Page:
07/28/08 — High gas prices put strain on stations

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High gas prices put strain on stations

By Bonnie Edwards
Published in News on July 28, 2008 1:43 PM

Requiring customers to pre-pay for gasoline annoys many of them, but local gas station owner Craig Hanson says he has no choice but to ask for his money up front.

With gas prices having reached record highs, the number of people who got gas and drive off without paying increased markedly,
he said.

"It's not good business, but we had to go to pre-pay," he said.

Hanson, who owns the BK Mart in Mar Mac, explained that normally he makes about a cent of profit on a gallon of gas -- an amount that doesn't even cover operating expenses -- and if he has a drive-off, that loss comes out of his own pocket, not the gas company's.

"We had three or four (drive-offs) a month before the price went up. I changed (to pre-pay) before it got out of hand," he said. "It upsets people, especially when it's raining. We explain to them about pre-pay. A few older people have a problem with it, but most understand. It's not something you decide to do quickly, because the last thing you want to do it get somebody upset."

Fuel costs still high and people having cut back on their driving, gas sales dropped.

Even people who used to go out of their way to find a good deal on gas are now filling up for more just to stay closer to home, and when they do pull into a station, rarely are they topping off the tank.

"I put $100 in my wife's Suburban last time, and it didn't even fill it up," Hanson said.

And most of his customers are only putting in $20 or $40 worth of gas.

"I've heard several customers say they don't remember when was the last time they filled up the tank," he said. "Between winter heating bills and gas now, it's hard to swallow. Especially if you're below average income, it hurts even more."

And that, explained Jasmine Ortiz, the manager at the Friendly Mart on Indian Springs Road, is beginning to make selling gas as much a losing proposition as buying it is, because when people are hurting, she sees more drive-offs, more bad checks and fewer in-store purchases, including lottery tickets.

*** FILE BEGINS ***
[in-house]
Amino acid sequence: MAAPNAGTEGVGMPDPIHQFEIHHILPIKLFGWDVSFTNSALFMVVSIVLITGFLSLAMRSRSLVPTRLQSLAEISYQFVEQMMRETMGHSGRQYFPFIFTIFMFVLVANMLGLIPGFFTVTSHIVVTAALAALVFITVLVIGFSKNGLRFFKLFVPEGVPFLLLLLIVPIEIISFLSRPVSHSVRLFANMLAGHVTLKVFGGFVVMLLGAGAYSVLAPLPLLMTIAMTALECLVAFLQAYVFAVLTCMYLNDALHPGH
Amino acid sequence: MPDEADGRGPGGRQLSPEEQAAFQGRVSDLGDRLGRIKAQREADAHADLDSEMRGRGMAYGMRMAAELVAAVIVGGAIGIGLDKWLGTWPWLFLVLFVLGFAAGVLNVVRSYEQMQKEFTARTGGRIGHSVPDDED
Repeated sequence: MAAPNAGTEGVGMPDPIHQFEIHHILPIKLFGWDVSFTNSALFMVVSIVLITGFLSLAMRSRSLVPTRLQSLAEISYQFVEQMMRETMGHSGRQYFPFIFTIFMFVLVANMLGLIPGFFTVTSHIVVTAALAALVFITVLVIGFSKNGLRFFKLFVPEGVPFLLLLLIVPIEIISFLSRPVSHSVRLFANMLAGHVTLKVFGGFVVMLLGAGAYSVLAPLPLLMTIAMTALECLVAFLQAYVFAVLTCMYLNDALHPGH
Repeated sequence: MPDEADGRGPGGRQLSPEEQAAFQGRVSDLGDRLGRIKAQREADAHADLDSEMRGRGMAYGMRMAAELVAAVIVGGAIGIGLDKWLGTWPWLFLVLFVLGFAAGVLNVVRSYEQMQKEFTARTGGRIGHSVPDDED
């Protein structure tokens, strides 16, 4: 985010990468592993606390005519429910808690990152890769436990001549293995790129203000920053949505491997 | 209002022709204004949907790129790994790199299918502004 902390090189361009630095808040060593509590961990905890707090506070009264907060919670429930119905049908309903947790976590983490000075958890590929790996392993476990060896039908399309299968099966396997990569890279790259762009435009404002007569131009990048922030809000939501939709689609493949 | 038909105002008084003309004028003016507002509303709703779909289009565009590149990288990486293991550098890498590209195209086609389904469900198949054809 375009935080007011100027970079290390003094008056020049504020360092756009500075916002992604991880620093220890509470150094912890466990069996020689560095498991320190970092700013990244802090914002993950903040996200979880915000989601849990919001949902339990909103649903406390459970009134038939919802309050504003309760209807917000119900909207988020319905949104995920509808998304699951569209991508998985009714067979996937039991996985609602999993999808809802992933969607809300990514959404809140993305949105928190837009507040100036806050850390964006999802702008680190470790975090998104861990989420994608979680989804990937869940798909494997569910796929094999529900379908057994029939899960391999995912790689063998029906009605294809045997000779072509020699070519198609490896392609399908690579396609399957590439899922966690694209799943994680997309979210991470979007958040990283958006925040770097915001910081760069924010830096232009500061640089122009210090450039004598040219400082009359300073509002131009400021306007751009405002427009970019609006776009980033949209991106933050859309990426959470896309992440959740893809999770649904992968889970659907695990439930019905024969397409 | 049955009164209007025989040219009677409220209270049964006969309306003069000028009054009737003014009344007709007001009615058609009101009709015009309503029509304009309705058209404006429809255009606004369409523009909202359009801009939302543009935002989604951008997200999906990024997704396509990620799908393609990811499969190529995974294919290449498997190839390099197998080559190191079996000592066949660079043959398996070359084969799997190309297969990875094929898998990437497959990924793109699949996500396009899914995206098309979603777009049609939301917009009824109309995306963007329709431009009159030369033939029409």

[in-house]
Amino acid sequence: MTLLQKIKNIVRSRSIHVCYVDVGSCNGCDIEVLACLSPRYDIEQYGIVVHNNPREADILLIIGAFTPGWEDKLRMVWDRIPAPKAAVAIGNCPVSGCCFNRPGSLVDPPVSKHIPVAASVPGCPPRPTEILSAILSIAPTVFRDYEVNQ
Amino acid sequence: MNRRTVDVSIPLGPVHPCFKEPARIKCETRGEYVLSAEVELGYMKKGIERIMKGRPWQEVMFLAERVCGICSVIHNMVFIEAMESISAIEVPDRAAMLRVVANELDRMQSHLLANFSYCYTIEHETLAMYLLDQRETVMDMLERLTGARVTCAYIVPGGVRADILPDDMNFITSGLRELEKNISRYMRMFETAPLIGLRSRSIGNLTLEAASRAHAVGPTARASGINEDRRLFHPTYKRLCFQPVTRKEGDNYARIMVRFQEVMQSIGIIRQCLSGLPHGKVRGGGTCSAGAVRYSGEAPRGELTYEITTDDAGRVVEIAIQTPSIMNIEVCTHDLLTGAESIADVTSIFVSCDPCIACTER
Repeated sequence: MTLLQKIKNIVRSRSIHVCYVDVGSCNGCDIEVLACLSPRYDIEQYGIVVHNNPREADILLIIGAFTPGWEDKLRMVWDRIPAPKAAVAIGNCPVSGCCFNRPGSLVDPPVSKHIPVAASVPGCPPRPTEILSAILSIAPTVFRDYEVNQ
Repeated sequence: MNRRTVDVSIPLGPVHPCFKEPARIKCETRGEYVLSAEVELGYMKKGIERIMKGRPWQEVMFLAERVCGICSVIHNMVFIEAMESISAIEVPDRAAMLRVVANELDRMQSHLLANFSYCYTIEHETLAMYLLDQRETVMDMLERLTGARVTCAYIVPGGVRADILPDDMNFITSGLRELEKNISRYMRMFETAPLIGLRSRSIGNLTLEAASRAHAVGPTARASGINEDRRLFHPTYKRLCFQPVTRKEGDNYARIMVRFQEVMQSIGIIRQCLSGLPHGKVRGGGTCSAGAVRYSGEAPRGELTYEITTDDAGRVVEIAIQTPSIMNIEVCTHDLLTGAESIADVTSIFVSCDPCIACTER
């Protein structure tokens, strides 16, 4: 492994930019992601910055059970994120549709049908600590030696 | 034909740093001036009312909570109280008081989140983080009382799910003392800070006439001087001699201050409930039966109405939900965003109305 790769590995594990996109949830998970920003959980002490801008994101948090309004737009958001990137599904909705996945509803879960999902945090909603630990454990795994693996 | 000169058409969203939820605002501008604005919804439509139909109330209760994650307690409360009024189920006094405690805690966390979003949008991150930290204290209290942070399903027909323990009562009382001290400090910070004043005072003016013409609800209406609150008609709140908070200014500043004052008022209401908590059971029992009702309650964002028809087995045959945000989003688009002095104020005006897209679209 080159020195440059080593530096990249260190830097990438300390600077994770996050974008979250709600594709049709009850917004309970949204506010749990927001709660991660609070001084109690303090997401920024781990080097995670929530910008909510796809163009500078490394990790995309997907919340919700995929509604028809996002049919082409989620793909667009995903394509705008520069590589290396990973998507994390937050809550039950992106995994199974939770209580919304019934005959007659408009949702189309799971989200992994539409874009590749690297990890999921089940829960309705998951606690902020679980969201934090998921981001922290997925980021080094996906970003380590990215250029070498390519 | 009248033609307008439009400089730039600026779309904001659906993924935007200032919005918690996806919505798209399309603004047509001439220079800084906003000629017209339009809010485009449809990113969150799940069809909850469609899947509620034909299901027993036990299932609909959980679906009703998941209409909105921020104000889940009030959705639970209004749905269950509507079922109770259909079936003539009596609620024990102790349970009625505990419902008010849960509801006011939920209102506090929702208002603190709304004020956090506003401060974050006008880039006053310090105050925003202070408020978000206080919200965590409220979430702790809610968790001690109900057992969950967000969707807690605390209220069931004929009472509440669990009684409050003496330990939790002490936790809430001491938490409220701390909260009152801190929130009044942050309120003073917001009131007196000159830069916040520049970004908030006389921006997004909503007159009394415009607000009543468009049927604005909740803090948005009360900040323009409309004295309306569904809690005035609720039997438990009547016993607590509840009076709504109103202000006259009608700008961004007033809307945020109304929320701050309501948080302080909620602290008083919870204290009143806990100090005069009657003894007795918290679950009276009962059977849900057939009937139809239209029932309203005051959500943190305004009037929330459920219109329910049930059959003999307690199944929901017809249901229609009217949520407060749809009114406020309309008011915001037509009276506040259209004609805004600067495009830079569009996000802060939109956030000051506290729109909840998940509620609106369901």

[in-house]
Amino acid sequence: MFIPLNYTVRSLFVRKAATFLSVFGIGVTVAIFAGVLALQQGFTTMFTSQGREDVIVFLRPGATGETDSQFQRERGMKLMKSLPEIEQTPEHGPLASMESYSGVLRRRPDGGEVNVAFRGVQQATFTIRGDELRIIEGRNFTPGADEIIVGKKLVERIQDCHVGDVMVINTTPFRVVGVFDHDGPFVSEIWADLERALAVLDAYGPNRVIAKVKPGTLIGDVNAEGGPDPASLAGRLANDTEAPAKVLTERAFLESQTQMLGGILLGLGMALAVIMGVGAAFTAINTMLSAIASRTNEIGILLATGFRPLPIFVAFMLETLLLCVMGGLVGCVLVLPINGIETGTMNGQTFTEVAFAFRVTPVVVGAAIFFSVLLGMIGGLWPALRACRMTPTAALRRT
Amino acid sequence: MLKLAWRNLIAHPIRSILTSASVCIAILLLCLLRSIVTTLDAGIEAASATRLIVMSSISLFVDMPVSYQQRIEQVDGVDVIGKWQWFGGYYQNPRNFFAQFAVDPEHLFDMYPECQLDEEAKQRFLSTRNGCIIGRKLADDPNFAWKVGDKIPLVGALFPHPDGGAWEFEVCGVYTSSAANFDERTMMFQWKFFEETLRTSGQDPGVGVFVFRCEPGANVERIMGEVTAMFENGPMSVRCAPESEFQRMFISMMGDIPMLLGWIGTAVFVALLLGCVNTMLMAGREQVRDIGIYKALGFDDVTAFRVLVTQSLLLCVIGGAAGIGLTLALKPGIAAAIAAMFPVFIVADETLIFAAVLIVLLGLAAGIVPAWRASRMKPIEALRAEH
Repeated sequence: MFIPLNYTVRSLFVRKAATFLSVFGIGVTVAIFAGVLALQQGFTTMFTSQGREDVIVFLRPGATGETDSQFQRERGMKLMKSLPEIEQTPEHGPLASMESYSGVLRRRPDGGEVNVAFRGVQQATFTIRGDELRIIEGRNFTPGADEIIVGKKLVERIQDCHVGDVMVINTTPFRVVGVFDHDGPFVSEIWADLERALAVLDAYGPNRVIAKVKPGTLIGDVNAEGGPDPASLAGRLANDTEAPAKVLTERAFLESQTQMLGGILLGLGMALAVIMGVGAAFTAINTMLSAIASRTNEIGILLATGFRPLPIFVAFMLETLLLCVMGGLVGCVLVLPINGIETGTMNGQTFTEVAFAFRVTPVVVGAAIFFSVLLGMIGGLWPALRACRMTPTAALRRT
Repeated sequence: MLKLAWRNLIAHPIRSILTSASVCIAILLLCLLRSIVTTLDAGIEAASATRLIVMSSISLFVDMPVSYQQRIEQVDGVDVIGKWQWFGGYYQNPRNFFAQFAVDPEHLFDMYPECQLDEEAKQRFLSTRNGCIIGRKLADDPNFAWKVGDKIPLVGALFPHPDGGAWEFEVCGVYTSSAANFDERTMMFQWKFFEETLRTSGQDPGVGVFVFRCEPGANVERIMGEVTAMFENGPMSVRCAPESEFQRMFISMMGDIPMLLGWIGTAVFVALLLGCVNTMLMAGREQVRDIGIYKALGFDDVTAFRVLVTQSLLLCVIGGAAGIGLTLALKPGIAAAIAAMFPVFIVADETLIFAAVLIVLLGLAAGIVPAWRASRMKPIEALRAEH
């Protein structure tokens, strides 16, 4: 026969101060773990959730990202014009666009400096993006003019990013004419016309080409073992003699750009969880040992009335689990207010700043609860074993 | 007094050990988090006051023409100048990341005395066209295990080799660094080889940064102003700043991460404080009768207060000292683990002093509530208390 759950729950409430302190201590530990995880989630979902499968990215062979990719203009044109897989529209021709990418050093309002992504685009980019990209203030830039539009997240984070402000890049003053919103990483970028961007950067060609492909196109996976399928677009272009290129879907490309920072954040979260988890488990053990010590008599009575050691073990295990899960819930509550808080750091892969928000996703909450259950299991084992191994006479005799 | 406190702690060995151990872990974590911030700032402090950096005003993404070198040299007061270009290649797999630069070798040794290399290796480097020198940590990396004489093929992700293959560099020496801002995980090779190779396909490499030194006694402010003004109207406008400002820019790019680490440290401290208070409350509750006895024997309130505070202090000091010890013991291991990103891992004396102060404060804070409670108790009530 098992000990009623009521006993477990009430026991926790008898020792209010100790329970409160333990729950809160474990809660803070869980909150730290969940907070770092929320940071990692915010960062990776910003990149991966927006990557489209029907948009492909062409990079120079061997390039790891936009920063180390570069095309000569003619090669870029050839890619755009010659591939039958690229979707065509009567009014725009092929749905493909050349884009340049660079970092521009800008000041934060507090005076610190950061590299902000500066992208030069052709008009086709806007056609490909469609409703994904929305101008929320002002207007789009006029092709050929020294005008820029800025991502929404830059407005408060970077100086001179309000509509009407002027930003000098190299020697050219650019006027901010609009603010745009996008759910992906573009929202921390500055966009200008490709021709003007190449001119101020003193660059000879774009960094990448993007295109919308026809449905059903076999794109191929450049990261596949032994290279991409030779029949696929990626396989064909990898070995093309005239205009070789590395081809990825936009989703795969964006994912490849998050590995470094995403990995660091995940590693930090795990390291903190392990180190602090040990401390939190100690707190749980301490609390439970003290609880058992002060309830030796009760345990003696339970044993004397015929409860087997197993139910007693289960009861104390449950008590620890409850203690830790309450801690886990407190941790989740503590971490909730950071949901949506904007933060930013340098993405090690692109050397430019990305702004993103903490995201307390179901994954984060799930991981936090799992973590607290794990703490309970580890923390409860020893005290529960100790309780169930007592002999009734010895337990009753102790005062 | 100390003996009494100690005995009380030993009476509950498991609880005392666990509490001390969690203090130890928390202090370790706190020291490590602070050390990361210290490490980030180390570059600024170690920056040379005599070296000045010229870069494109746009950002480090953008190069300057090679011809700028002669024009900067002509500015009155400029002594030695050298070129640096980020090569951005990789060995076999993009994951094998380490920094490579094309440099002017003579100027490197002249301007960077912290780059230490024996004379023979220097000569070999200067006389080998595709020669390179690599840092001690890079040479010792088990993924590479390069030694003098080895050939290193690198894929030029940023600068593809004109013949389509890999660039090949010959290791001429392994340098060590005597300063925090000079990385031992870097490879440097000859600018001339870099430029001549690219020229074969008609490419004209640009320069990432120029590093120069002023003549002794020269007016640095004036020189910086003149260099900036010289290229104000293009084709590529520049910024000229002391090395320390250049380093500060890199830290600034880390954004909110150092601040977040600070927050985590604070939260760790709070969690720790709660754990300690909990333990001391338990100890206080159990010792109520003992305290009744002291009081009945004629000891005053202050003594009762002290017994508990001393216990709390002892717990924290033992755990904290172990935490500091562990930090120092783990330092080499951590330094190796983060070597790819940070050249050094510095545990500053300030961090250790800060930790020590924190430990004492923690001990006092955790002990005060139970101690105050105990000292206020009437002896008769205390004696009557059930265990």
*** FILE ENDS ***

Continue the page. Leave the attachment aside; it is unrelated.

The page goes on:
When the lottery first came out, the store made $800 to $1,000 a day on lottery ticket sales.

Now, the store is doing good to make $80 or $100 a day, and she believes that is because of the gas prices.

"We make our money inside," Mrs. Ortiz said. "And they don't buy snacks like they used to. They used to come in and order hot dogs. They don't any more. They just get gas and complain about the prices."

But at least they're paying. There are those who try to get their gas for free.

One man, she said, would come in about every other week, pump gas and drive off -- each time with an unpaid $70 gas bill.

Then there was the woman who came in a month ago about every two days filling up her Suburban SUV.

"She wrote a check each time for more than $100," Mrs. Ortiz said.

Eventually, the store discovered the account did not exist. Her unpaid bills amounted to more than $600.

"That hurt us bad," Mrs. Ortiz said.

Unfortunately, she said, pointing to a Chevrolet Silverado pickup truck pulling out of the parking lot, things aren't likely to get better anytime soon.

"It takes a little more than $100 for him to fill up," she said.

"Inflation is going to kill this country. You can't just continue raising prices," agreed Hanson, who remembers lines of vehicles waiting to get fuel during the gasoline crisis of the mid-1970s.

"I told myself, 'If gas goes over $1 a gallon, I'm never going to drive again.' But I was 16. What did I know?"